(Bloomberg) -- US consumer sentiment unexpectedly fell to a seven-month low in early June as high prices continued to take a toll on views of personal finances.

The sentiment index dropped to 65.6 in June from 69.1, according to the preliminary reading from the University of Michigan. The median estimate in a Bloomberg survey of economists called for the measure to rise to 72.

Consumers expect prices will climb at an annual rate of 3.1% over the next five to 10 years, up slightly from the 3% expected in May, the data out Friday showed. They see costs rising 3.3% over the next year, the same as in the previous month.

A gauge of consumers’ current assessments of their personal finances slid 12 points to 79, the lowest since October and also reflecting concerns about incomes. Views about economic conditions dropped to the weakest since end of 2022.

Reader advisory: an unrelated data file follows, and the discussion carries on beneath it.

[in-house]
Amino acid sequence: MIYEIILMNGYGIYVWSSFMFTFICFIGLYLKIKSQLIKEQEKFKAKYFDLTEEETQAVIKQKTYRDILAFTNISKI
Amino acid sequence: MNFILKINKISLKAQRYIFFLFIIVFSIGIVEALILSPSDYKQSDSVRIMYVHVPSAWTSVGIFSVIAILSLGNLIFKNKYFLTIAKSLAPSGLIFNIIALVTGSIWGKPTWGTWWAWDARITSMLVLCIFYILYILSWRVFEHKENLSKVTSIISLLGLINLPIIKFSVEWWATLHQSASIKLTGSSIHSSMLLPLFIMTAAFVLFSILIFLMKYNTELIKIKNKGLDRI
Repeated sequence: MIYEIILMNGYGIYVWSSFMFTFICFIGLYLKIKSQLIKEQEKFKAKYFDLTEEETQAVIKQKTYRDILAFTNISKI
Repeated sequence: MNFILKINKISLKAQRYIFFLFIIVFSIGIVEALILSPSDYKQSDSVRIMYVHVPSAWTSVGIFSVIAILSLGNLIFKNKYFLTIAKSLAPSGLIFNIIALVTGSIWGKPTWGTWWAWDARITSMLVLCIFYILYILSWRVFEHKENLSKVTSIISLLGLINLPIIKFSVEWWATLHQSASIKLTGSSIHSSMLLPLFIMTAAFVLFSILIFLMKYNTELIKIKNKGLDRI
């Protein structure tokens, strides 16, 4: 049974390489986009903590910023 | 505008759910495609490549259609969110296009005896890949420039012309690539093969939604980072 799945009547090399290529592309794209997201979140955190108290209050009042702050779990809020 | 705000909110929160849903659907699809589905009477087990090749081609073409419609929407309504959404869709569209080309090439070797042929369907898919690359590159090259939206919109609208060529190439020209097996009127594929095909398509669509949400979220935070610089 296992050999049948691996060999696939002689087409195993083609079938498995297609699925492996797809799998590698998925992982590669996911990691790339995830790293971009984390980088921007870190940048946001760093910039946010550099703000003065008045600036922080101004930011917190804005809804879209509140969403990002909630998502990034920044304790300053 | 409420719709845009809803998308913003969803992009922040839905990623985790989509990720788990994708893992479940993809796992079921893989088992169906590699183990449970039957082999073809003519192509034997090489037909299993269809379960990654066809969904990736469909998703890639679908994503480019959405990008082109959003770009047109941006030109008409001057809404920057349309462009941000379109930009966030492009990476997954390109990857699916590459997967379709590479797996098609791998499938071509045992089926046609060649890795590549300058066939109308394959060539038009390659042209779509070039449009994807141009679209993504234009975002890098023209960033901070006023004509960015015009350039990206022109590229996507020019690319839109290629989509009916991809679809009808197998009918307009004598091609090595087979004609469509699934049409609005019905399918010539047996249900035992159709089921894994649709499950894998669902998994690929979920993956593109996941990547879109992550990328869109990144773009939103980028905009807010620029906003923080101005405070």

The decline in sentiment coincides with signs that the labor market, which has driven consumer spending over the last year, is softening. The unemployment rate rose to 4% last month, the highest in more than two years, government data showed.

“While lower-income families have, as a group, seen notable wage gains in a strong labor market, their budgets remain tight amid continued high prices even as inflation has slowed,” Joanne Hsu, director of the survey, said in a statement.

“The views of middle-income consumers resemble those of their lower-income counterparts, a departure from historical patterns in which their mentions are squarely in between those of higher- and lower-income consumers,” Hsu said.

The slide in sentiment suggests restrained consumer demand in coming months. The university’s measure of buying conditions for durable goods decreased to the lowest level since December 2022.

What Bloomberg Economics Says...

“A common theme in the latest economic data and anecdotes has been consumer push back against price hikes — something that added to disinflation across broad swathe of both goods and services in May.”

— Eliza Winger

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A measure of consumer expectations also fell, to the lowest this year.

--With assistance from Chris Middleton.

(Adds comment from Bloomberg Economics)

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